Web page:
Research Topic

Adaptive Strategies and Interactions of Marine Phytoplankton in the Contemporary Ocean: From Genes to Ecosystems

About this Research Topic

Phytoplankton, comprising of microalgae and cyanobacteria, is at the base of the food web upon which all the consumers in an aquatic ecosystem depend. Marine photosynthetic microorganisms have been evolving for millions of years leading to a large variety of structural (size, shape), metabolic and physiological adaptations to a wide range of environments, in close association with other planktonic assemblages. Some examples of these adaptations include the development of cell wall protective structures made of silica or carbonates, protection strategies via the symbiotic mutualism with other organisms, the formation of colonies, chemically mediated interactions and defense mechanisms, or combinations of autotrophic and mixotrophic metabolism expression depending on the environment.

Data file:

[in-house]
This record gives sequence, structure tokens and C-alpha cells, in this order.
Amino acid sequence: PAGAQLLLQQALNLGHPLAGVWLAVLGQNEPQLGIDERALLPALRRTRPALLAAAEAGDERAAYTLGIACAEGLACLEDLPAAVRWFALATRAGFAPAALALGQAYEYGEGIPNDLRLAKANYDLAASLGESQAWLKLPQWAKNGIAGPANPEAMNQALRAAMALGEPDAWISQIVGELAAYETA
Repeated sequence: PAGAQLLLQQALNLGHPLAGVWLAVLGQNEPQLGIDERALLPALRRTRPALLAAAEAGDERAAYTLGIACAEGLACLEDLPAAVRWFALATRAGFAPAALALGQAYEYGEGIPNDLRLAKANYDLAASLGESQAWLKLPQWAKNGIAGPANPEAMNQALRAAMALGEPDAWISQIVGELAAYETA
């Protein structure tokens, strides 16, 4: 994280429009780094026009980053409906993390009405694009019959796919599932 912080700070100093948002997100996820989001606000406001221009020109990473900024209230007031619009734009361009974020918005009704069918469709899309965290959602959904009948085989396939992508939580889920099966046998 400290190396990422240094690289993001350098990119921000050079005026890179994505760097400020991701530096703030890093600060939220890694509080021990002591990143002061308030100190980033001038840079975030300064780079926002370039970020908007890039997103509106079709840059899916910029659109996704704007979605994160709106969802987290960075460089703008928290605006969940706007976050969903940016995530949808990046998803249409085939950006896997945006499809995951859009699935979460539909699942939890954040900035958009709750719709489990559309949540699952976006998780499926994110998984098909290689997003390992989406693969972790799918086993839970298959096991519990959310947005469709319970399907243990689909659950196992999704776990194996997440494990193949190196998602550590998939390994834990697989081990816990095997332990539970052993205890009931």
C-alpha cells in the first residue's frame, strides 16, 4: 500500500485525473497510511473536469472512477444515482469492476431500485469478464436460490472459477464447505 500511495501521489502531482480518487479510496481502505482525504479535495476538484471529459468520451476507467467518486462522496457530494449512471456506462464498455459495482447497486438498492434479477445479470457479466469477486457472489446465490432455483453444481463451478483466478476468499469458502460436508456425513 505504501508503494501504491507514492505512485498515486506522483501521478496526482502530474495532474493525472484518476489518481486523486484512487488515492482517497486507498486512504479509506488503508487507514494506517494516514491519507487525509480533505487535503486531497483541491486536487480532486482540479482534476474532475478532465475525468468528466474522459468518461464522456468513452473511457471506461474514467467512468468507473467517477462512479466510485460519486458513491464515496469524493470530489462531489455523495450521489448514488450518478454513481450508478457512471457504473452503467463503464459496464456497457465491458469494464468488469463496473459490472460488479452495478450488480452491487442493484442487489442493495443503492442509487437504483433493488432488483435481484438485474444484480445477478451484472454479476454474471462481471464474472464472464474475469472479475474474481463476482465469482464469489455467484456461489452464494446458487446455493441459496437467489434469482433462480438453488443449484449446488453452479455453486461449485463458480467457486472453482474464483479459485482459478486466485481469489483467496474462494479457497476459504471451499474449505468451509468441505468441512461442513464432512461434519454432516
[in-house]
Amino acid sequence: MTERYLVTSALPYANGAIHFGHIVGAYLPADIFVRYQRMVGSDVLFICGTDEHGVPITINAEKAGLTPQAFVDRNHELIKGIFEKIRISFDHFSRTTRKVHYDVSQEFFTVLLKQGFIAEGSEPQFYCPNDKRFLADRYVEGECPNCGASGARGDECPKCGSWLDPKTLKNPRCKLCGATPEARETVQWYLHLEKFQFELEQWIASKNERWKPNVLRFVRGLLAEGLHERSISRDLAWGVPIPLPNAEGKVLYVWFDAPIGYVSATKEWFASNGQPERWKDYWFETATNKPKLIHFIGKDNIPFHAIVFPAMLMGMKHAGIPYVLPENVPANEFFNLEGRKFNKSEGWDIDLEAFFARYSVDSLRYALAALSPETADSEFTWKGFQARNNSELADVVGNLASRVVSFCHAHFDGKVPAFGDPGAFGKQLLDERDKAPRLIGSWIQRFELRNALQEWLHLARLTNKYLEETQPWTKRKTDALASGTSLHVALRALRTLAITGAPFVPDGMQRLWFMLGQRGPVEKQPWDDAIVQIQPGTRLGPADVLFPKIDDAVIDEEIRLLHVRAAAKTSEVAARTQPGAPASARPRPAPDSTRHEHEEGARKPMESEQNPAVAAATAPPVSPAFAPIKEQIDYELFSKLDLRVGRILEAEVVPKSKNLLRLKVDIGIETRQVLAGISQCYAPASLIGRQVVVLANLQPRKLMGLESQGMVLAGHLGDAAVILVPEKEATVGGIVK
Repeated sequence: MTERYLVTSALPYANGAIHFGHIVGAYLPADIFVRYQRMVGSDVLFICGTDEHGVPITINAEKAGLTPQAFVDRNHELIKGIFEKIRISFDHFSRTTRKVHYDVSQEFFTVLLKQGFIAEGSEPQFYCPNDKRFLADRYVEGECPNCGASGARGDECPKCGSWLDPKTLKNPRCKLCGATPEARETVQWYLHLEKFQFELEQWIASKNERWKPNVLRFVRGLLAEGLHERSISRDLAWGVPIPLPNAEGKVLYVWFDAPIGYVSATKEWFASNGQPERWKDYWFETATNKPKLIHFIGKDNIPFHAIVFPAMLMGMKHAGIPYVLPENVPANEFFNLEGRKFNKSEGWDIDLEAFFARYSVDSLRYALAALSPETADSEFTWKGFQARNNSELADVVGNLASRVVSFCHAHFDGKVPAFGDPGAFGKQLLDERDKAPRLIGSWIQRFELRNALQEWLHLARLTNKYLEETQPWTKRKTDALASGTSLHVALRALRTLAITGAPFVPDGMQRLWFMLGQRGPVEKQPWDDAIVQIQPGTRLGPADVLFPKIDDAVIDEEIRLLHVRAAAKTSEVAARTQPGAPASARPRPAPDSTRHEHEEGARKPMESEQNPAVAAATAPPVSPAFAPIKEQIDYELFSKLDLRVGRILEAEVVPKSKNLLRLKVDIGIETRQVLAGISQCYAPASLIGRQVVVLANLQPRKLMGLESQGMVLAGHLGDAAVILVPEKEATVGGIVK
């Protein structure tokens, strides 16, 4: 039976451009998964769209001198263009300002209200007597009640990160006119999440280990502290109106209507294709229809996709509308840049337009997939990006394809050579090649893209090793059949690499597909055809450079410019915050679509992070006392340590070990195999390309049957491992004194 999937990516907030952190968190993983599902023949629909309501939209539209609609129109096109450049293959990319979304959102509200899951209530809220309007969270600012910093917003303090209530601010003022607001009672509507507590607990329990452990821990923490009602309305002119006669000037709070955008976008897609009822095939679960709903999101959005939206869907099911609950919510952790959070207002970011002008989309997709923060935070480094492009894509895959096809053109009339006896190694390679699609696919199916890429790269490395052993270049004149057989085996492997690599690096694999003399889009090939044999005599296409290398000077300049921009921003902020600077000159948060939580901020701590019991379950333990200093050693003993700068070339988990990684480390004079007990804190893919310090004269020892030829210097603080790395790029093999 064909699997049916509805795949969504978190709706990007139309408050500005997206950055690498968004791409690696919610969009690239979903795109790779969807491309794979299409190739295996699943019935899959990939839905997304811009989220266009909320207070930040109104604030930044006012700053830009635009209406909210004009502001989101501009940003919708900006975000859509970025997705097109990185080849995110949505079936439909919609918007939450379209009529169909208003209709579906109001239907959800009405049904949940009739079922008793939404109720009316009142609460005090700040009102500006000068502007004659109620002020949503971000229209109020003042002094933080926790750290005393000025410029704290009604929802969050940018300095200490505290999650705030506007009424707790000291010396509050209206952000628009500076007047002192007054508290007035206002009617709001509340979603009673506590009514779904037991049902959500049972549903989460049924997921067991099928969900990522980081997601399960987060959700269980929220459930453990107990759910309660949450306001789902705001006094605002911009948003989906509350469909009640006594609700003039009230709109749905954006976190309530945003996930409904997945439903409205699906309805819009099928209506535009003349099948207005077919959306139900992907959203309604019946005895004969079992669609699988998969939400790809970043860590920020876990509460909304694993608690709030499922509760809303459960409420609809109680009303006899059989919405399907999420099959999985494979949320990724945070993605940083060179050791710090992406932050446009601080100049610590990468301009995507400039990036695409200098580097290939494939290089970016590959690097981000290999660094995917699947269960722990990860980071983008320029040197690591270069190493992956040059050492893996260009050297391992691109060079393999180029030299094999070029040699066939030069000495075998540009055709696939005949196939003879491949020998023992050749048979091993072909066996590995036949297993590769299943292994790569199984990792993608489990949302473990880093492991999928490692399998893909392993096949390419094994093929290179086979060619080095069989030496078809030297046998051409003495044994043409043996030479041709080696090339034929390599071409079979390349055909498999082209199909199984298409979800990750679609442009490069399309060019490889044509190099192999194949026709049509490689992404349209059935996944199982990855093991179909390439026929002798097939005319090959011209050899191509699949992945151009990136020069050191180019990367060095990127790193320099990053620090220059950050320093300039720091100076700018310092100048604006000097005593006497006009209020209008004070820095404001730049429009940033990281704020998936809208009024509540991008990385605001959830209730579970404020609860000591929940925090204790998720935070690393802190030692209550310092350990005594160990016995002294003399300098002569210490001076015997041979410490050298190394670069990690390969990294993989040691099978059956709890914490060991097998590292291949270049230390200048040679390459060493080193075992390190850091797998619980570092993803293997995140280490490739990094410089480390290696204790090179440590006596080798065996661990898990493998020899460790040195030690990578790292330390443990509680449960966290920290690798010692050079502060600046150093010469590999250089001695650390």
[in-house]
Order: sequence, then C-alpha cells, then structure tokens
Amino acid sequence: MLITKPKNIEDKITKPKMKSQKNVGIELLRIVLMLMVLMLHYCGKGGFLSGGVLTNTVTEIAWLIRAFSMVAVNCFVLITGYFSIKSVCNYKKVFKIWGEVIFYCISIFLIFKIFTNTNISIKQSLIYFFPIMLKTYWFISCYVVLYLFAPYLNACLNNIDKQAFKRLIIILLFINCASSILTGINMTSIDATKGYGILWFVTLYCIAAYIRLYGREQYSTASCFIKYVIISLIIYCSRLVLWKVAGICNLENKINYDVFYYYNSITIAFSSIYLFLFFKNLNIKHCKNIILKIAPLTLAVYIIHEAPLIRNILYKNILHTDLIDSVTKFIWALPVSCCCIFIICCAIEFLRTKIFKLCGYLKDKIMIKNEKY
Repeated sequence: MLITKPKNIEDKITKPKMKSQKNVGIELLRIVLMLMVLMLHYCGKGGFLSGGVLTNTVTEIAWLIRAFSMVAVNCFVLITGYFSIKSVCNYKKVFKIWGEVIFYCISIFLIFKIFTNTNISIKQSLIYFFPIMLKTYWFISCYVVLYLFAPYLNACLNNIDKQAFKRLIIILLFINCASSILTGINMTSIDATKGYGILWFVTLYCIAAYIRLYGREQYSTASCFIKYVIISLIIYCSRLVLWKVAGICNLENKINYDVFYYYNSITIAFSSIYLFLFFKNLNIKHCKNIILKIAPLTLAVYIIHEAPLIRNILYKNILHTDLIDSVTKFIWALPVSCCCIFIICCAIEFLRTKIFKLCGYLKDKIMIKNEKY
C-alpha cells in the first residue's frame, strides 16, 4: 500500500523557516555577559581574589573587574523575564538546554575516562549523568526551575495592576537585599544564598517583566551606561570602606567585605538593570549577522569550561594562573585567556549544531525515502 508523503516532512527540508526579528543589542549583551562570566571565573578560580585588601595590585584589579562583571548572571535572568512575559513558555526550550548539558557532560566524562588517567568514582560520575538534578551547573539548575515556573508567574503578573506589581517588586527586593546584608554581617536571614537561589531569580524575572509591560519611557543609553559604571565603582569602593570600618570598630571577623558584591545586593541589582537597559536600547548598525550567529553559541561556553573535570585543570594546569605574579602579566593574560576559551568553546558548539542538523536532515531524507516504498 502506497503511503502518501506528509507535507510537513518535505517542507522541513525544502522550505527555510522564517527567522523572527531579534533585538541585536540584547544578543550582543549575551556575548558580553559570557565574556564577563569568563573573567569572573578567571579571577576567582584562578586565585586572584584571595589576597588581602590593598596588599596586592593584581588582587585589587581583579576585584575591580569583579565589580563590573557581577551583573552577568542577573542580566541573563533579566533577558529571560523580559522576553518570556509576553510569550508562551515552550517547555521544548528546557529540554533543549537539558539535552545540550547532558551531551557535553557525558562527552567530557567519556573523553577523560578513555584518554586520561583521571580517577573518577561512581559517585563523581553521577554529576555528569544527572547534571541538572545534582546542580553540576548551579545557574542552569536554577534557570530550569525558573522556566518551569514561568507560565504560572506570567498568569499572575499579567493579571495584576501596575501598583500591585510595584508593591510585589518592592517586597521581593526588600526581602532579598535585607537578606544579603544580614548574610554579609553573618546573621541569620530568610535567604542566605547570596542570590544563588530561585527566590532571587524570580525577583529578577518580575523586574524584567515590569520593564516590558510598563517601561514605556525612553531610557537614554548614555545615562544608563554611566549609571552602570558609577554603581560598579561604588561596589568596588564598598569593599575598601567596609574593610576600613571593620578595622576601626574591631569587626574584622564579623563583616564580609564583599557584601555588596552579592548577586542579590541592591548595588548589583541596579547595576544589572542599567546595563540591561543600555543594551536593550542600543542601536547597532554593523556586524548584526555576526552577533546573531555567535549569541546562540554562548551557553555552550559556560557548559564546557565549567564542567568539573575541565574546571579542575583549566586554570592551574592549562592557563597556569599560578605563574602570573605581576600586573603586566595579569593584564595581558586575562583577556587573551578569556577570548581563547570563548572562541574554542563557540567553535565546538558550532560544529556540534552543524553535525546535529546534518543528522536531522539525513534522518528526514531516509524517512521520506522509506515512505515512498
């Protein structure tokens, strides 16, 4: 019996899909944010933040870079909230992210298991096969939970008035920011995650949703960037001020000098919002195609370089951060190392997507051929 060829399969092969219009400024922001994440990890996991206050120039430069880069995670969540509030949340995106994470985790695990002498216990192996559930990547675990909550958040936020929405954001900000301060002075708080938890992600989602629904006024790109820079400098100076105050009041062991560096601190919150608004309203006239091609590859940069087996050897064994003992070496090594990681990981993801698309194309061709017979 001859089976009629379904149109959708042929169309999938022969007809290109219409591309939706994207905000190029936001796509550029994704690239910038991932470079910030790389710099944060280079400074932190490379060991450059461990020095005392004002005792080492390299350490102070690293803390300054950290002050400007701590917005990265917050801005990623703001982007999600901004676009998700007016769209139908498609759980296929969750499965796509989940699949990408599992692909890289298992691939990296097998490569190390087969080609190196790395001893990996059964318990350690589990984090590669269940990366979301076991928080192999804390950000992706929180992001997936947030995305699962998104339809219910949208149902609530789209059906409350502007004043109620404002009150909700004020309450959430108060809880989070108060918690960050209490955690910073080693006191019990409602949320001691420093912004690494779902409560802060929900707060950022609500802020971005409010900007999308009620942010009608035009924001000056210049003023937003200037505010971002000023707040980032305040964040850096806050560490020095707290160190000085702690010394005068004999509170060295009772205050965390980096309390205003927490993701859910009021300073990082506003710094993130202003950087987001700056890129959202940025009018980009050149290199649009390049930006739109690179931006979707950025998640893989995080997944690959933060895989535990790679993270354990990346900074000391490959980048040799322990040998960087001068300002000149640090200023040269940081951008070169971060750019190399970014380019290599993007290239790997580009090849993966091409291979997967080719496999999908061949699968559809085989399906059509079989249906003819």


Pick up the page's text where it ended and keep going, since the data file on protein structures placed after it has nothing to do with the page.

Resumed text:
The contemporary ocean is submitted to the continuous alteration of its physicochemical equilibrium by human activity. This has promoted rapid changes, ultimately affecting phytoplankton and its natural life cycle on an unprecedented temporal scale. Nutrients and novel contaminants, end up in the ocean provoking eutrophication, anoxic dead zones and changes in the life cycles of marine organisms including phytoplankton, its diversity and its interaction with other organisms. Today, we also know that more than 8 million tons of litter enter the ocean annually, turning into new substrates for native or alien species and acting as rapid vectors of contaminants and invasive species across the global ocean.